Heavy losses are now being materialised.
Overnight, David Hay, founder of US wealth management firm, Evergreen Gavekal, provided this insight (emphasis added)…
‘According to credible property experts in the Seattle area, apartment buildings have fallen 20% to 25% even on the affluent Eastside. More disturbing, one of Seattle’s most iconic office buildings is close to being sold at a 70% markdown from its 2019 sales price.
‘As you may have seen, there are numerous transactions of office properties selling, or being foreclosed upon, as much as 80% below their high-water marks of just a few years ago.
‘This feeds into one of my other dominant fears that the most recent banking crisis isn’t over. Small- and mid-sized banks are particularly vulnerable, as they hold roughly half of all commercial mortgages.’
This is what’s happening on the ground.
The risks posed by an imploding CRE market have been known for quite some time.
But, while Wall Street still remains elevated, most have chosen to ignore the dangers hiding in plain sight.
Are we witnessing the sequel to The Big Short?
I think so.
Are US banks being true and honest?
Small to midsized US banks — with about three-quarters of all commercial real estate loans on their books — are most at risk from defaulting borrowers.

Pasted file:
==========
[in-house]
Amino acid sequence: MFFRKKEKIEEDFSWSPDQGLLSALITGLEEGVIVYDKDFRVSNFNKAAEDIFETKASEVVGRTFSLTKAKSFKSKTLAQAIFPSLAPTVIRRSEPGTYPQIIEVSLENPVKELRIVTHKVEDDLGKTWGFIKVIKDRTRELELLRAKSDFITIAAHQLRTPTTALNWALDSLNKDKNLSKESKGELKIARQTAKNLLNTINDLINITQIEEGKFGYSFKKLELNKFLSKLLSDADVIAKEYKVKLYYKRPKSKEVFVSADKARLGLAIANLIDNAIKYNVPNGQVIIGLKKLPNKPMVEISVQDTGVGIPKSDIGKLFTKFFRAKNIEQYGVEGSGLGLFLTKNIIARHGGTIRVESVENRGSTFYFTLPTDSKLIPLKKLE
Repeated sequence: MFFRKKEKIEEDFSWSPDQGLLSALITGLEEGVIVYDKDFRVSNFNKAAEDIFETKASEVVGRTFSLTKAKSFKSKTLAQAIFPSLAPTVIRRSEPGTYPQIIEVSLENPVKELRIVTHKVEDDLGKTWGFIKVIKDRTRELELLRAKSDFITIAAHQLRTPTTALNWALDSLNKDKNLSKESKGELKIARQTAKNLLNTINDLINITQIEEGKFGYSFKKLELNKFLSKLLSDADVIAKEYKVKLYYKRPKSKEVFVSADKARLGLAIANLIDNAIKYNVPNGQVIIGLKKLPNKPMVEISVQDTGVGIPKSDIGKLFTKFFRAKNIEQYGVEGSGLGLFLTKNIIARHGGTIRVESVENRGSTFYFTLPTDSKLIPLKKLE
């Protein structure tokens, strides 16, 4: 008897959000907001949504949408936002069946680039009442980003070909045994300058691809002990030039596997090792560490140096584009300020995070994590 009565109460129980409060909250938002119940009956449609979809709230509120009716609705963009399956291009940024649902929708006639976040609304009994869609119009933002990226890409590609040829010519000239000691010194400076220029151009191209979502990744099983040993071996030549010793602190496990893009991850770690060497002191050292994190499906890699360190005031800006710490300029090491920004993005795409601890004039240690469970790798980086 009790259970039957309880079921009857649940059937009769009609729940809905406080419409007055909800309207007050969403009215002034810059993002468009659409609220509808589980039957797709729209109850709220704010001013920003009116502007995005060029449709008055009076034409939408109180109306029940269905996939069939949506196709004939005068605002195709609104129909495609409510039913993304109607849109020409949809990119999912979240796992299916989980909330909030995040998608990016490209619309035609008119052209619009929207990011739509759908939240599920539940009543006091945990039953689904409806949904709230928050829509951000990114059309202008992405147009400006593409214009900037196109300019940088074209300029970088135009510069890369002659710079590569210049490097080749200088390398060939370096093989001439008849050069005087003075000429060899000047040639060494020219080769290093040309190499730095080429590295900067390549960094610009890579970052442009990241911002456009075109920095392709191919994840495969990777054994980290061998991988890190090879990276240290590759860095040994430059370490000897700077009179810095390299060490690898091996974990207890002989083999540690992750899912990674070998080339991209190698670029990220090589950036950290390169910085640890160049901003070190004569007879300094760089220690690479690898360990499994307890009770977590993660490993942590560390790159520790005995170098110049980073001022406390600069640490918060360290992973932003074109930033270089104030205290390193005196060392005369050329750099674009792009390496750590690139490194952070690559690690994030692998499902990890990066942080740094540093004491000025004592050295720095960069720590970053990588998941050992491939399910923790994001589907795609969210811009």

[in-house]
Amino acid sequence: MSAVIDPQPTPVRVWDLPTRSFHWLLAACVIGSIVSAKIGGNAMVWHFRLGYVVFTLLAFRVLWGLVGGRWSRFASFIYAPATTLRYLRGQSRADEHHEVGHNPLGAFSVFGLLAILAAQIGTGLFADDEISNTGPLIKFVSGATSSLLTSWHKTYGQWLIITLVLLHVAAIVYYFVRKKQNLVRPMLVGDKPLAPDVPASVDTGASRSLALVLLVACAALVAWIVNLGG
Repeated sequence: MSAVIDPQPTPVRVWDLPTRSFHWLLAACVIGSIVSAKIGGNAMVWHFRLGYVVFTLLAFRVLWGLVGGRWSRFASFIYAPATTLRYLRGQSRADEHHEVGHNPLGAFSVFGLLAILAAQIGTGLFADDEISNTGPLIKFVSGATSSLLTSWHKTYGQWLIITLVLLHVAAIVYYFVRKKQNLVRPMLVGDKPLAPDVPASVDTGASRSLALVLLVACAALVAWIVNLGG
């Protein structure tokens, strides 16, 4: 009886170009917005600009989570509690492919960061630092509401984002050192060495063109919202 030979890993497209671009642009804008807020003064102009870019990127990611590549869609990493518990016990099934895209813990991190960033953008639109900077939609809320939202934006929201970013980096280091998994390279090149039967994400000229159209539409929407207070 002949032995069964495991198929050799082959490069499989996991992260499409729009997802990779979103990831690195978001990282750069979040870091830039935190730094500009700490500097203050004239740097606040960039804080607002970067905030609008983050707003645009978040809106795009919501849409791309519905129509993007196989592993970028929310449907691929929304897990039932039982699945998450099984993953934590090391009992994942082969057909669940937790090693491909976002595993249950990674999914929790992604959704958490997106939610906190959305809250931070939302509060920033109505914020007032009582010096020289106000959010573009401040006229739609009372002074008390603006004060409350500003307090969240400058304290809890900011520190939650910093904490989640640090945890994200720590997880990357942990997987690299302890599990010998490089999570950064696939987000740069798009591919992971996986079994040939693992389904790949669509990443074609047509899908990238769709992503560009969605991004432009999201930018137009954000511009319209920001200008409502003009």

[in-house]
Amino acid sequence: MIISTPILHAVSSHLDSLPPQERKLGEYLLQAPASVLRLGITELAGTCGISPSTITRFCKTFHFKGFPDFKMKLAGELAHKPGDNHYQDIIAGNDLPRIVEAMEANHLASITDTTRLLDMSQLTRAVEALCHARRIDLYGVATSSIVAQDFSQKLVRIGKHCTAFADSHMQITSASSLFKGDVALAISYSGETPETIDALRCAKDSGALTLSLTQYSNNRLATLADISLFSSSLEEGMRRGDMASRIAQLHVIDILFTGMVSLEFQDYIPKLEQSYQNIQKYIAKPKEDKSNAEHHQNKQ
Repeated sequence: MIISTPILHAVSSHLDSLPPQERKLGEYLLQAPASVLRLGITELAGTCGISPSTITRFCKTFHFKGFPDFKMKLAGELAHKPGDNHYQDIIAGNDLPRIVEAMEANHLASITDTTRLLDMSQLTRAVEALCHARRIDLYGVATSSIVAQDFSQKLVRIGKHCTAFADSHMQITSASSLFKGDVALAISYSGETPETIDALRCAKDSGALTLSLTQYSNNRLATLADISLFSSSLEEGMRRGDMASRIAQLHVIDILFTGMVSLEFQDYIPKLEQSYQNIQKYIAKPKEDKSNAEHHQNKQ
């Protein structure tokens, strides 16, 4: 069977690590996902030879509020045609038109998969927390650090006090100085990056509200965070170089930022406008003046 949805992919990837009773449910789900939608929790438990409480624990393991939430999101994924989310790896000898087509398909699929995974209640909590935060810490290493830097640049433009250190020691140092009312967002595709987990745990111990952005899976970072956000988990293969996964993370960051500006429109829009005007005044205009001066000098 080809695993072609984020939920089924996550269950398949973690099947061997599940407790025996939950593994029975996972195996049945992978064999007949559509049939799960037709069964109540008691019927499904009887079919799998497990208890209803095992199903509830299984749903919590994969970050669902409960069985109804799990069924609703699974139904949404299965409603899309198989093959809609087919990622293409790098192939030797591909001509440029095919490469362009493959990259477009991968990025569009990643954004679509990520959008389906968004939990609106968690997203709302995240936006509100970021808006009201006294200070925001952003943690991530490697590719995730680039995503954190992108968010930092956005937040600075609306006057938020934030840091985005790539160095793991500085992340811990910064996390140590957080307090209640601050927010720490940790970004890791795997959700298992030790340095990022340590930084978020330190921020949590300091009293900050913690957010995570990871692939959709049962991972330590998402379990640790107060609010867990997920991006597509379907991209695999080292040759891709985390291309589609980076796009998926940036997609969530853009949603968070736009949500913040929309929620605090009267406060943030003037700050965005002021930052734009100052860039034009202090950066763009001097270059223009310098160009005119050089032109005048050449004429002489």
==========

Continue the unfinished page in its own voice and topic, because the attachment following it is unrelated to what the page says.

Back in March (when three US banks failed), US citizens were given these assurances…
‘Questioned closely, sometimes aggressively, [Janet] Yellen told senators at a Capitol hearing that the U.S. banking system “remains sound” and Americans “can feel confident” about the safety of their deposits.’
– AP News 10 March 2023
‘Federal Reserve Chair Jerome Powell on Wednesday called the U.S. banking system “strong and resilient,” voicing confidence in the nation’s financial system and the safety of bank deposits less than two weeks after the failure of Silicon Valley Bank, the second-biggest bank collapse in U.S. history.’
– Yahoo Finance, 23 March 2023
But, what if the financial statements upon which these assurances are based, prove to be false?
What if some US regional banks are engaging in questionable accounting practices to mask the extent of the problems in their books?
It’s not without precedent…remember Enron?
Under the non de plume of Zatoichigo, an analyst/curious investor has taken a thorough look at the financial statements of Western Alliance Bancorporation (WAL).